“AudioFile strives to find the best audio-books to recommend to our subscribers and visitors. If you follow our advice above and end up with a great audiobook, we’d love to hear it! Please send it in for review.”
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Send audio-books for review to:
Editor …. at AudioFile
37 Silver St
Portland, Maine 04101

For the current list with names of the editors check their web page.  For digital audiobook submissions: Please email editor@audiofilemagazine.com with a download link (Dropbox, Hightail, etc.) or a link to your title on Audible.com.  Please include the high-res audio-book cover art (300 dpi), ISBN, and distribution information.
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Short Excerpt from our upcoming book:  

111 Tips to Get FREE Book Reviews: Best Strategies for Getting Lots of Great Reviews.

 

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e-Book Reading on Smartphones in the Future?

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iPhone6

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The publishing world was turned upside down when the first e-books appeared 15 – 20 years ago.  The Kindle e-reader was not the first, but it is until now the most famous e-reader and helped Amazon to built their e-book imperium.  When you check out the 2015 e-book reader rating, one of the many Kindle types that are now on the market, the Voyage, is the “Gold Award Winner #1” for 2015. #2 is the NOOK GlowLight, then the Kobo Aura H20, and then another Kindle, the Paperwhite.  At least in North America these are the most popular e-readers.  In Europe it looks a bit different, at least in Germany, the Tolino is on its way to surpass the Kindle.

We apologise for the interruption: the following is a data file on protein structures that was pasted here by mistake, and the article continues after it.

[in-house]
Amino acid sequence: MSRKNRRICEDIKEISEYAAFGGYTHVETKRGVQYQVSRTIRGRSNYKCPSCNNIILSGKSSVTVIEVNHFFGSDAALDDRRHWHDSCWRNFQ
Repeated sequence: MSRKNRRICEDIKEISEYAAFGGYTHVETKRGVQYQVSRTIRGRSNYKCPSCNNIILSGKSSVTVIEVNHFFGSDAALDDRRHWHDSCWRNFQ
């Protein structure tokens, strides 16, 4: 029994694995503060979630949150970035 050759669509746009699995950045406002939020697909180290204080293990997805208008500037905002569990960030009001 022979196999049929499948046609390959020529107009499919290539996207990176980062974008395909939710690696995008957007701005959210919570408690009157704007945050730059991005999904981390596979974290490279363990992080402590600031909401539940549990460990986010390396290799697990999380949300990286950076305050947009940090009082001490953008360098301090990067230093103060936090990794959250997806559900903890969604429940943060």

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Contrary to early predictions, not the e-reader – but the smartphone will be driving the future e-book sales.

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Tablets such as the iPad or the Kindle Fire are currently the most popular (41%) platform to read e-books, 11 % more than three years ago, but 3% less than last year. However it’s not e-readers that will be driving future books sales, it’s the phone. But people who read primarily on phones has risen to 14% in the first quarter of 2015 – from 9% in 2012, according to a Nielsen survey. And about 54% of e-book buyers said they used smartphones to read their books sometimes.

Meanwhile, those reading mainly on e-readers, such as Kindles and Nooks, decreased over the same period to 32% from 50%. Wattpad, the serial publishing platform, explains that phones are encouraging people to read more. 90% of their 40 million monthly users read on mobile devices. Nearly two-thirds of respondents who read on their phones said they do it, because they didn’t have their e-reader or tablet with them.